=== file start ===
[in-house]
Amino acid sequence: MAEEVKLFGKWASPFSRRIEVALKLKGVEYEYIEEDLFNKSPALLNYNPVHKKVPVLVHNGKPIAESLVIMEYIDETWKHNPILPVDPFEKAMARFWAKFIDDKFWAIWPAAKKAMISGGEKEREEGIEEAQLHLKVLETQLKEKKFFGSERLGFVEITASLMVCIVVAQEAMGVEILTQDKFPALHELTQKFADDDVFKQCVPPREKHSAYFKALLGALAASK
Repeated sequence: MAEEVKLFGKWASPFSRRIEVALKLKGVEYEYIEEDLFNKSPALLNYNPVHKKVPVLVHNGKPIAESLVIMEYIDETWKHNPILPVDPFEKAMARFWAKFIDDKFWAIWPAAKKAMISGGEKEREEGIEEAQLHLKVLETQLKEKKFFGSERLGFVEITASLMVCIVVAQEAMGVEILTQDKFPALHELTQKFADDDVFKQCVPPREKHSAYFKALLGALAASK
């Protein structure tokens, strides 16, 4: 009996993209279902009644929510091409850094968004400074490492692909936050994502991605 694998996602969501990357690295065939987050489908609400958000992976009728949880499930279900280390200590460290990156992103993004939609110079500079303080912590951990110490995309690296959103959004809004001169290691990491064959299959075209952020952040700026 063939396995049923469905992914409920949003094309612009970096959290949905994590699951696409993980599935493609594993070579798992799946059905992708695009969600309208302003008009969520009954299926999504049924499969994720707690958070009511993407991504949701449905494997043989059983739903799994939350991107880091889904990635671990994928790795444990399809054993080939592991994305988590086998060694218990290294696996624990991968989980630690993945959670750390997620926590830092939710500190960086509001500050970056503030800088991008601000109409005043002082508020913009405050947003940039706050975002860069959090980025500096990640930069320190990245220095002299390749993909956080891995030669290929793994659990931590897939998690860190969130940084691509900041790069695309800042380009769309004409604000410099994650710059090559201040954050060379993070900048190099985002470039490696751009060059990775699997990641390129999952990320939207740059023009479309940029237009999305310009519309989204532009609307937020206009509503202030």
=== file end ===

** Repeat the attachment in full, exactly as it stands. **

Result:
[in-house]
Amino acid sequence: MAEEVKLFGKWASPFSRRIEVALKLKGVEYEYIEEDLFNKSPALLNYNPVHKKVPVLVHNGKPIAESLVIMEYIDETWKHNPILPVDPFEKAMARFWAKFIDDKFWAIWPAAKKAMISGGEKEREEGIEEAQLHLKVLETQLKEKKFFGSERLGFVEITASLMVCIVVAQEAMGVEILTQDKFPALHELTQKFADDDVFKQCVPPREKHSAYFKALLGALAASK
Repeated sequence: MAEEVKLFGKWASPFSRRIEVALKLKGVEYEYIEEDLFNKSPALLNYNPVHKKVPVLVHNGKPIAESLVIMEYIDETWKHNPILPVDPFEKAMARFWAKFIDDKFWAIWPAAKKAMISGGEKEREEGIEEAQLHLKVLETQLKEKKFFGSERLGFVEITASLMVCIVVAQEAMGVEILTQDKFPALHELTQKFADDDVFKQCVPPREKHSAYFKALLGALAASK
């Protein structure tokens, strides 16, 4: 009996993209279902009644929510091409850094968004400074490492692909936050994502991605 694998996602969501990357690295065939987050489908609400958000992976009728949880499930279900280390200590460290990156992103993004939609110079500079303080912590951990110490995309690296959103959004809004001169290691990491064959299959075209952020952040700026 063939396995049923469905992914409920949003094309612009970096959290949905994590699951696409993980599935493609594993070579798992799946059905992708695009969600309208302003008009969520009954299926999504049924499969994720707690958070009511993407991504949701449905494997043989059983739903799994939350991107880091889904990635671990994928790795444990399809054993080939592991994305988590086998060694218990290294696996624990991968989980630690993945959670750390997620926590830092939710500190960086509001500050970056503030800088991008601000109409005043002082508020913009405050947003940039706050975002860069959090980025500096990640930069320190990245220095002299390749993909956080891995030669290929793994659990931590897939998690860190969130940084691509900041790069695309800042380009769309004409604000410099994650710059090559201040954050060379993070900048190099985002470039490696751009060059990775699997990641390129999952990320939207740059023009479309940029237009999305310009519309989204532009609307937020206009509503202030």